Former President George W. Bush says that since he doesn't make many public statements since leaving office he feared America's war veterans might think he didn't care about them anymore.
Quelling that fear was a primary reason behind his annual bike ride with veterans, Bush told CNN's Jake Tapper
in an interview aired Thursday.
Bush invited Tapper to take part in the 62-mile mountain bike ride over three days near his Crawford, Texas ranch. It is the fourth year of the ride and the first since Bush had a stent implanted in his heart last August.
Bush said the small event, with about 16 wounded warriors from Afghanistan and Iraq, still gets a lot of attention because of social networking.
"This is a celebration honoring people who've sacrificed for the country," Bush said. "I want the vets to know I love them and care about them."
Some of the soldiers' injuries are visible, some are not, such as those with Post Traumatic Stress. Bush told Tapper that many suffering from PTS say biking has helped them to recover.
Bush is part of an effort to drop the "D" from PTSD, explaining that many doctors are now saying the issues faced by vets are an injury and not a disorder, as the "D" indicates.
The U.S. Department of Veterans Affairs still uses the term PTSD.
Bush said that if someone says on a job application that he has PTSD an employer might not want to hire him or her because they have a "disorder." They will, however, hire someone with an injury, "because injuries are fixable."
Though the veterans were wounded in wars that Bush sent them into, the former commander-in-chief said most don't want sympathy.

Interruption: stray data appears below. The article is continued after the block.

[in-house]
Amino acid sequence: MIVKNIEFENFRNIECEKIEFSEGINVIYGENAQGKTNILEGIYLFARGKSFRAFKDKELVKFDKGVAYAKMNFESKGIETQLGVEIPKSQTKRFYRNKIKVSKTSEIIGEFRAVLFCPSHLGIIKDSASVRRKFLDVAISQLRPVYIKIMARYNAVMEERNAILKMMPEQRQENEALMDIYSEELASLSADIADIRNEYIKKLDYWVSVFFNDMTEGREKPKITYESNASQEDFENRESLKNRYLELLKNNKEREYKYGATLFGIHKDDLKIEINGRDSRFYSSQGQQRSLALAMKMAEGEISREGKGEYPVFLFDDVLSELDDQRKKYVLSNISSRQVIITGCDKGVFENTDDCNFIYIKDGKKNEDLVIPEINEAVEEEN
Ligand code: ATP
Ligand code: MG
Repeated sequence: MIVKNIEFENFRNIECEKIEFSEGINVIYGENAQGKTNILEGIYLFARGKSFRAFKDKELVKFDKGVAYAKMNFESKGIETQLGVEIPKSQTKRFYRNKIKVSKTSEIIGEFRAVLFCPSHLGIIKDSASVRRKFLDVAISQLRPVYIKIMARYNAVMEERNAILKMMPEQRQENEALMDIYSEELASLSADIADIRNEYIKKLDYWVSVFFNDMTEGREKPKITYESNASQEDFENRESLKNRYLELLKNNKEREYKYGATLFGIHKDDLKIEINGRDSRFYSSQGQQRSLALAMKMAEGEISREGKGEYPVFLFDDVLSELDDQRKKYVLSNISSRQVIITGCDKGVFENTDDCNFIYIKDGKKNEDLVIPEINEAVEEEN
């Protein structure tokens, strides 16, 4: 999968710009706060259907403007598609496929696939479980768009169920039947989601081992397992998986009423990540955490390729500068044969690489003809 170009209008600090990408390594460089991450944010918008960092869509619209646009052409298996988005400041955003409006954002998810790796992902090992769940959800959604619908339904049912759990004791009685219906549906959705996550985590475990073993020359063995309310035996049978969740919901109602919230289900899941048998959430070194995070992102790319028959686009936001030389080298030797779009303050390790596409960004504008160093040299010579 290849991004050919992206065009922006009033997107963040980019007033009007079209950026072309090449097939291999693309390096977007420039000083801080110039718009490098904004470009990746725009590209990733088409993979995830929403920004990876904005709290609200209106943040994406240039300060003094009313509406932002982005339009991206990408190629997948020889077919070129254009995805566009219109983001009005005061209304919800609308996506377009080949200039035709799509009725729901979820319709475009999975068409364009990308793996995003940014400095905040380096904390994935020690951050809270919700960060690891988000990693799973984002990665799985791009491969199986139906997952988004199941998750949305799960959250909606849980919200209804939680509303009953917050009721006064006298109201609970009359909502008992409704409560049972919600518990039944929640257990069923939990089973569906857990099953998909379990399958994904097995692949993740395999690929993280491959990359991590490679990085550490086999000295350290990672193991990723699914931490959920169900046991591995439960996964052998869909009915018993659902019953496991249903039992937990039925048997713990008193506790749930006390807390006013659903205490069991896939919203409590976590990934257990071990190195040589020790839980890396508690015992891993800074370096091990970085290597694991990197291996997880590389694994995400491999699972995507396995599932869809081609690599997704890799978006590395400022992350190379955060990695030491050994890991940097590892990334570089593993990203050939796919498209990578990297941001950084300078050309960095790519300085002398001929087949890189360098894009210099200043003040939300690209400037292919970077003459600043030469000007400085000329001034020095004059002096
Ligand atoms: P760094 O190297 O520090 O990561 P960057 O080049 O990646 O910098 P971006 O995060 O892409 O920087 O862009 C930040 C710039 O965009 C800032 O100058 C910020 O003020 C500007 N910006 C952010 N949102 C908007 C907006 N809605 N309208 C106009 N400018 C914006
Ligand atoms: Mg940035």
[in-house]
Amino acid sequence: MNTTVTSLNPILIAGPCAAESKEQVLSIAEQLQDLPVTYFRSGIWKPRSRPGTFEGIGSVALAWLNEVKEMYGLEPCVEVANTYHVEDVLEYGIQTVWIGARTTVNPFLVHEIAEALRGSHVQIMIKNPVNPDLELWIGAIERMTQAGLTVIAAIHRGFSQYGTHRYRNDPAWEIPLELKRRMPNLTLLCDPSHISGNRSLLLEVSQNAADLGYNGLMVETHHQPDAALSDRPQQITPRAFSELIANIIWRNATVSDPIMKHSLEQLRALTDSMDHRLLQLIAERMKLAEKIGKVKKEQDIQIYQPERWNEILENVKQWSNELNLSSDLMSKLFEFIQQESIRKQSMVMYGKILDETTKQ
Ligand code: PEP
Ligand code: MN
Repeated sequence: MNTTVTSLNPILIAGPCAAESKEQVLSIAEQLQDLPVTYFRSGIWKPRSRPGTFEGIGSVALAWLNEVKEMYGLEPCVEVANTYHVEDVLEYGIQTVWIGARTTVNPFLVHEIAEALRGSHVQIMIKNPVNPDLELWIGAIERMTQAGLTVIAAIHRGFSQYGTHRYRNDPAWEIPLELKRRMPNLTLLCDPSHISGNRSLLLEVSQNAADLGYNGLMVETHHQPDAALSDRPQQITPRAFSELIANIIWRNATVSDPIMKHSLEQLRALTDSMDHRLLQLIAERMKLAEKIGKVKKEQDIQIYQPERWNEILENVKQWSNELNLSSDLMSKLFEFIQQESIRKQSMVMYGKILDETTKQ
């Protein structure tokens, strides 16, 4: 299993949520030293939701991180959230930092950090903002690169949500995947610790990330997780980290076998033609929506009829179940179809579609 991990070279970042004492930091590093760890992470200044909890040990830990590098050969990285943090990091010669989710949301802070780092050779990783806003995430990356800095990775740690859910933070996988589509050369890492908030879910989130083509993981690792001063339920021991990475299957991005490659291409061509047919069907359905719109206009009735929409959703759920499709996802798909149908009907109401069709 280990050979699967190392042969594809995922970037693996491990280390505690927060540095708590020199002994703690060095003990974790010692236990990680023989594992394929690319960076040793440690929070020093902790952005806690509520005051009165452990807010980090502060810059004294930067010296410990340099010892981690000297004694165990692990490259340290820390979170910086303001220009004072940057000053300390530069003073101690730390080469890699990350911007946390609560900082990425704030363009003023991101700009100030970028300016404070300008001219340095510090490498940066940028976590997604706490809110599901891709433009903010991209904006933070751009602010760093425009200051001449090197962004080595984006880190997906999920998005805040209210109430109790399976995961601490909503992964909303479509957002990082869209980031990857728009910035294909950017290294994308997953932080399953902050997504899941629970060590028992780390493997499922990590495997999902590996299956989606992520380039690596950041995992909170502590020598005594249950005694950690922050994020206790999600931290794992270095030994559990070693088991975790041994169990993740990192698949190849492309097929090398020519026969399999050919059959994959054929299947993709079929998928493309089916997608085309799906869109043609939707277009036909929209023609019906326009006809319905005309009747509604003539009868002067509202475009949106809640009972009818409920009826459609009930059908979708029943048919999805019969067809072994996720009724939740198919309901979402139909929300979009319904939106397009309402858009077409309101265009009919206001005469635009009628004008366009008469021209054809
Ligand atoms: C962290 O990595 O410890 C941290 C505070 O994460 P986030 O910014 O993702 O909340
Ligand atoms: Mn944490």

"I am amazed by the number of people that walk up and say, 'Please don't feel sorry for me. I know you did the best you could do. I would do it again, Mr. President," he said.
Still, he said he can't help but feel sadness for those who will never be able to recover.
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On other subjects:
Bush called the Veterans Administration a "well-intended bureaucracy," but added that reports
of 40 veteranswho died awaiting care in Arizona are troubling.
As former owner of the Texas Ranger baseball franchise, he called recent racist comments by Donald Sterling, owner of the NBA's LA Clippers, "despicable."
Tapper asked about Bush's famous words about Russian President Vladimir Putin. Bush, in 2001, said he looked into Putin's eyes and got a sense of his soul. But Bush now says Putin has changed. He believed that happened when the price of oil increased and he no longer felt he needed the West's economic help.
Putin sees things as a zero-sum game, Bush said. But rather than an "I-win-you-lose" scenario, Bush said he, and he believes President Barack Obama, have tried to convince Putin that both the United States and Russia can win – to no avail.
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